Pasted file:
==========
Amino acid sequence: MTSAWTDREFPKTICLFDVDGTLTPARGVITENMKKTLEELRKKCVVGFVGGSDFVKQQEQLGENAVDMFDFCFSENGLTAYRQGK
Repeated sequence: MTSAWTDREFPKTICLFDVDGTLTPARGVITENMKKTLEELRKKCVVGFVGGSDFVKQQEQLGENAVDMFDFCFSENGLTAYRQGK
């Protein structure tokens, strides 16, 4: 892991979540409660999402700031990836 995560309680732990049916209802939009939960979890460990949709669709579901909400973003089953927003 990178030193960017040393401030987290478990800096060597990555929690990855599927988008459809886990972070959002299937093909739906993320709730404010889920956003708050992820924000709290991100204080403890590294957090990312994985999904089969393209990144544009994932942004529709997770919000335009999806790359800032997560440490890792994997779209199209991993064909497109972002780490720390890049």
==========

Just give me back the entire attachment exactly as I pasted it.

Amino acid sequence: MTSAWTDREFPKTICLFDVDGTLTPARGVITENMKKTLEELRKKCVVGFVGGSDFVKQQEQLGENAVDMFDFCFSENGLTAYRQGK
Repeated sequence: MTSAWTDREFPKTICLFDVDGTLTPARGVITENMKKTLEELRKKCVVGFVGGSDFVKQQEQLGENAVDMFDFCFSENGLTAYRQGK
């Protein structure tokens, strides 16, 4: 892991979540409660999402700031990836 995560309680732990049916209802939009939960979890460990949709669709579901909400973003089953927003 990178030193960017040393401030987290478990800096060597990555929690990855599927988008459809886990972070959002299937093909739906993320709730404010889920956003708050992820924000709290991100204080403890590294957090990312994985999904089969393209990144544009994932942004529709997770919000335009999806790359800032997560440490890792994997779209199209991993064909497109972002780490720390890049």